Characteristics of Observed Demand and Supply Schedules for Individual Stocks



Using complete limit order books from the Korea Stock Exchange for a three year period including the 1998 Asian financial crisis, we observe (not estimate) demand and supply curves for individual stocks. Both curves have demonstrably finite elasticities, which fall markedly with the crisis and remain depressed long after other economic and financial variables revert to pre-crisis norms. Although they share this common long-term trend, the magnitudes of individual stocks supply and demand elasticities are negatively correlated at higher frequencies. That is, when a stocks exhibits an unusually elastic demand curve, it tends simultaneously to exhibit an unusually inelastic supply curve, and vice versa. This high frequency negative correlation also swells with the crisis. These findings have potential implications for modeling how information flows into and through stock markets, how investors react to information flows, and how new information is capitalized into stock prices. We advance speculative hypotheses, and invite further work including theory papers to explain these findings and their implications.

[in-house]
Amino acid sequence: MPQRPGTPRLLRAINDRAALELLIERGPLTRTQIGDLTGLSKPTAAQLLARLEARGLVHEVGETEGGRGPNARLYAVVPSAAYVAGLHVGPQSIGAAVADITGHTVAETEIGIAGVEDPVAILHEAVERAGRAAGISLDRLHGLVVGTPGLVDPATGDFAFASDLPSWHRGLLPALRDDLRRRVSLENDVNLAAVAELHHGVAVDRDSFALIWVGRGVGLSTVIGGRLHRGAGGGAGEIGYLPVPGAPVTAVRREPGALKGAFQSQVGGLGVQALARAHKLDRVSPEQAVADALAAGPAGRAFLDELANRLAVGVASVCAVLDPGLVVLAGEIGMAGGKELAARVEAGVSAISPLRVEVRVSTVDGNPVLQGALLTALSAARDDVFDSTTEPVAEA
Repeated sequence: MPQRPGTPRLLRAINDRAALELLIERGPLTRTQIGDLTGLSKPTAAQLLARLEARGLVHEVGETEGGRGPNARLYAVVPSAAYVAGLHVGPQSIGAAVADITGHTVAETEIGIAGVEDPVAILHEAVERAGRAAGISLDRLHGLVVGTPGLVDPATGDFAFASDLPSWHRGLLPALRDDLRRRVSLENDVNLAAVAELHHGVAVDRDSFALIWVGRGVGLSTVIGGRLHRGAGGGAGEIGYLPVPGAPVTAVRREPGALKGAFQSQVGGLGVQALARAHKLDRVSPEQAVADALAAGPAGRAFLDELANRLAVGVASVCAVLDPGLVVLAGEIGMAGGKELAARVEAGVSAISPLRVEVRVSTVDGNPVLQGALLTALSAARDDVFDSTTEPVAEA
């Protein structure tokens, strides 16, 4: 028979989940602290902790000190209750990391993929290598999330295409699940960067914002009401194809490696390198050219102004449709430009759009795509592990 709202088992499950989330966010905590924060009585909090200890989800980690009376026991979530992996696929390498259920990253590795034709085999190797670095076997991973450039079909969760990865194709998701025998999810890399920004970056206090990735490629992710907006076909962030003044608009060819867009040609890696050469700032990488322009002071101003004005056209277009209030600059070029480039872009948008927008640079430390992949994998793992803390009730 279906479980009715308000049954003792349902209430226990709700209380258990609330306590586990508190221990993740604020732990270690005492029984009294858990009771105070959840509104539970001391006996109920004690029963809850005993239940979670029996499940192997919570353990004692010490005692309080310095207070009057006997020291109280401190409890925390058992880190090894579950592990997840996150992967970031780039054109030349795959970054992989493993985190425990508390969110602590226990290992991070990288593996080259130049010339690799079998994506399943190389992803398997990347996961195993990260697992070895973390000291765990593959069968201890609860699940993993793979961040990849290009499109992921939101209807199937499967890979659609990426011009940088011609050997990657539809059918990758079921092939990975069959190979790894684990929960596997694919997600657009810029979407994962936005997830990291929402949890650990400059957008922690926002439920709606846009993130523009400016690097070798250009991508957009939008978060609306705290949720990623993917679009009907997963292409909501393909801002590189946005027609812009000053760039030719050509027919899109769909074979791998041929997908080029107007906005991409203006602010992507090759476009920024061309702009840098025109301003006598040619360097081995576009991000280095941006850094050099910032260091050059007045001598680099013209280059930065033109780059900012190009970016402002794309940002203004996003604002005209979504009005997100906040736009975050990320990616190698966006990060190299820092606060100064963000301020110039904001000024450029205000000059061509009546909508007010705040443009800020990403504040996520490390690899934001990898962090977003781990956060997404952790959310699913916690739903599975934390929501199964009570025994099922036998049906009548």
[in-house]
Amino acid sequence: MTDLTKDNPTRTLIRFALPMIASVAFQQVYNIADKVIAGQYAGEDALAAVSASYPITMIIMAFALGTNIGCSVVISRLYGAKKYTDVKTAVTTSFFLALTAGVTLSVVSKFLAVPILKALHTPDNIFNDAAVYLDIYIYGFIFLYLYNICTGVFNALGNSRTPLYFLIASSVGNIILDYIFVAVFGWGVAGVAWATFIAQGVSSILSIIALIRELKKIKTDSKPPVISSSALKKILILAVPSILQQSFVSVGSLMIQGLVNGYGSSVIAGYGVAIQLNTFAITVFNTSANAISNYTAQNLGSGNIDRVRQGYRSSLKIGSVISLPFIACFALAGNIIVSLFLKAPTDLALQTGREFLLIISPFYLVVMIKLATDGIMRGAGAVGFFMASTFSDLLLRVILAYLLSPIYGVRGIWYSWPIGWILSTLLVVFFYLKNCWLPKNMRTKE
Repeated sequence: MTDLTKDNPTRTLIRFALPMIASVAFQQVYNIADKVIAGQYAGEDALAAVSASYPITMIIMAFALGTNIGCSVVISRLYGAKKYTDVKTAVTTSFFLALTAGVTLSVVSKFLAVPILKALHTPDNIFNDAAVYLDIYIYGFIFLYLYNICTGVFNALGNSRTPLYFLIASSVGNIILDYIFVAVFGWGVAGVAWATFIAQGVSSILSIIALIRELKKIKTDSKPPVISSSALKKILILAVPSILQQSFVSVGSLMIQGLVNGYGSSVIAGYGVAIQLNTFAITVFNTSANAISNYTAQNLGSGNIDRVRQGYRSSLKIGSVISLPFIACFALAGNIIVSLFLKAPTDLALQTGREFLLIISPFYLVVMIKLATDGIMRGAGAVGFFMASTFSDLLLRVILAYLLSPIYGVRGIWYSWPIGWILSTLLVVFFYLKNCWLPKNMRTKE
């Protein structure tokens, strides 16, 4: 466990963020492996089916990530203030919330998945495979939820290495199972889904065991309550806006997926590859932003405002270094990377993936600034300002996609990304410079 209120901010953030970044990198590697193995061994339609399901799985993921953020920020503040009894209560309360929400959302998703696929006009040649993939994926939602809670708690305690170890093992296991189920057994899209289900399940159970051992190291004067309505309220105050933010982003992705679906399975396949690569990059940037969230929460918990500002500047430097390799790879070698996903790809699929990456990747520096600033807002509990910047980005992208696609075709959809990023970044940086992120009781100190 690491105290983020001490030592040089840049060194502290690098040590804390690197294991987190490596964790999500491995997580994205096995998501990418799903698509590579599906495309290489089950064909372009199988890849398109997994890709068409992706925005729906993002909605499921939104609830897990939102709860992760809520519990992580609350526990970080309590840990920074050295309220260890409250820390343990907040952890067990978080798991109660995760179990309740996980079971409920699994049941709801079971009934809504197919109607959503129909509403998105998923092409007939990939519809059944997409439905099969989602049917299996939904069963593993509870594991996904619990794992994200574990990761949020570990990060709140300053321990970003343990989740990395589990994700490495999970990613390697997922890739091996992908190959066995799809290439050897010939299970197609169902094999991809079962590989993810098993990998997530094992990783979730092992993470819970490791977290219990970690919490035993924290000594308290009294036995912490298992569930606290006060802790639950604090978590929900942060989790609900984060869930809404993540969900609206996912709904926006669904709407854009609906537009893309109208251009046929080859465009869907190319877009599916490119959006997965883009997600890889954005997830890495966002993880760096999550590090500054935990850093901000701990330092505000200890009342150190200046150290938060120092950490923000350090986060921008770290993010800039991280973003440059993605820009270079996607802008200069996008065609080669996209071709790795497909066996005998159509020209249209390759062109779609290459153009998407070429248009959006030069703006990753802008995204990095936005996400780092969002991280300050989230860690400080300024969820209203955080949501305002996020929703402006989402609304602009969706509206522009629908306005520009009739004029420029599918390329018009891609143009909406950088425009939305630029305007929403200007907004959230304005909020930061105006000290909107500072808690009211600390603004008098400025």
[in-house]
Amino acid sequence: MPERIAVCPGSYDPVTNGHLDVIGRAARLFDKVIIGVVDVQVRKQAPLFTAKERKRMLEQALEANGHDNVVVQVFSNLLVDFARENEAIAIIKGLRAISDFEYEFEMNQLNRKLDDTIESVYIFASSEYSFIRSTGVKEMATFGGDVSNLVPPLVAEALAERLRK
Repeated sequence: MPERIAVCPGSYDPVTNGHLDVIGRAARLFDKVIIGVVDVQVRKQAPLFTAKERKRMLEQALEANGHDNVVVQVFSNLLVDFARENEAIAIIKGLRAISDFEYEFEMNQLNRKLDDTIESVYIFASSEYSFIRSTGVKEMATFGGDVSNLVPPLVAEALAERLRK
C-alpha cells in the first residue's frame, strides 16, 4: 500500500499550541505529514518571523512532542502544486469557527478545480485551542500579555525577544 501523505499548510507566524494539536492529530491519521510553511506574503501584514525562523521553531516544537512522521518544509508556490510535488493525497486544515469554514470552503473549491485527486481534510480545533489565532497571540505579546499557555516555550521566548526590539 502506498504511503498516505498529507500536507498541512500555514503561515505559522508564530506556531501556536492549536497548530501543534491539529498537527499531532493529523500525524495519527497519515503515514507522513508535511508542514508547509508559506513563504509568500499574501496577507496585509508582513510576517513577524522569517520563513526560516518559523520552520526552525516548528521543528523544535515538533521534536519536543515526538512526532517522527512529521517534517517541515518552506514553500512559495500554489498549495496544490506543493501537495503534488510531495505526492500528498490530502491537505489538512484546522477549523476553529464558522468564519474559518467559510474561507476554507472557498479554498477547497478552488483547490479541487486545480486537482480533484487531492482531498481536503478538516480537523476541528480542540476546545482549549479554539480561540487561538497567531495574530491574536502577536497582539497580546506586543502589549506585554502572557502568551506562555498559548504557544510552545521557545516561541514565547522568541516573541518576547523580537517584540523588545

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Ingolf Dittmann